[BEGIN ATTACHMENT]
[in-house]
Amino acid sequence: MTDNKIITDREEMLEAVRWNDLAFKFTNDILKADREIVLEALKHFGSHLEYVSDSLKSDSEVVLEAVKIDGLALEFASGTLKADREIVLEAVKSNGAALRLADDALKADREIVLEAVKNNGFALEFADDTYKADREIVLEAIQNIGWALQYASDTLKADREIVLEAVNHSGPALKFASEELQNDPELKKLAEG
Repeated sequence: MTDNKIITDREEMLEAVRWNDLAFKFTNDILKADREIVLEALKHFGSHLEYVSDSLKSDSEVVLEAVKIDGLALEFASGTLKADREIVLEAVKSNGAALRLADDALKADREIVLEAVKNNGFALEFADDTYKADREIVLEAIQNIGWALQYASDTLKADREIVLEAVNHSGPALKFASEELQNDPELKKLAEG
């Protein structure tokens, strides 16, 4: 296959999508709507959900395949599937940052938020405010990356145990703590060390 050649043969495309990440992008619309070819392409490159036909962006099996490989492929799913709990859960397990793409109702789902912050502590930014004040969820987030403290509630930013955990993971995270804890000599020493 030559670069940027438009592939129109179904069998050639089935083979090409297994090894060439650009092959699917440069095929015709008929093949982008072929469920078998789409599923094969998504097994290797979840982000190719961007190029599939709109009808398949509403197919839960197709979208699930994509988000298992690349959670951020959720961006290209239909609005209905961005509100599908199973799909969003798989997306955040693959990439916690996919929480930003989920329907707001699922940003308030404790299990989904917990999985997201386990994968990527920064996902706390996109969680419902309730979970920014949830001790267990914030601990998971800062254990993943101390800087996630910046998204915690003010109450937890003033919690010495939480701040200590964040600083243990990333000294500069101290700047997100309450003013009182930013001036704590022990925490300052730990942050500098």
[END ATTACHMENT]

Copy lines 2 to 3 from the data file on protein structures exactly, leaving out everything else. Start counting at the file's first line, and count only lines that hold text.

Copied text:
Amino acid sequence: MTDNKIITDREEMLEAVRWNDLAFKFTNDILKADREIVLEALKHFGSHLEYVSDSLKSDSEVVLEAVKIDGLALEFASGTLKADREIVLEAVKSNGAALRLADDALKADREIVLEAVKNNGFALEFADDTYKADREIVLEAIQNIGWALQYASDTLKADREIVLEAVNHSGPALKFASEELQNDPELKKLAEG
Repeated sequence: MTDNKIITDREEMLEAVRWNDLAFKFTNDILKADREIVLEALKHFGSHLEYVSDSLKSDSEVVLEAVKIDGLALEFASGTLKADREIVLEAVKSNGAALRLADDALKADREIVLEAVKNNGFALEFADDTYKADREIVLEAIQNIGWALQYASDTLKADREIVLEAVNHSGPALKFASEELQNDPELKKLAEG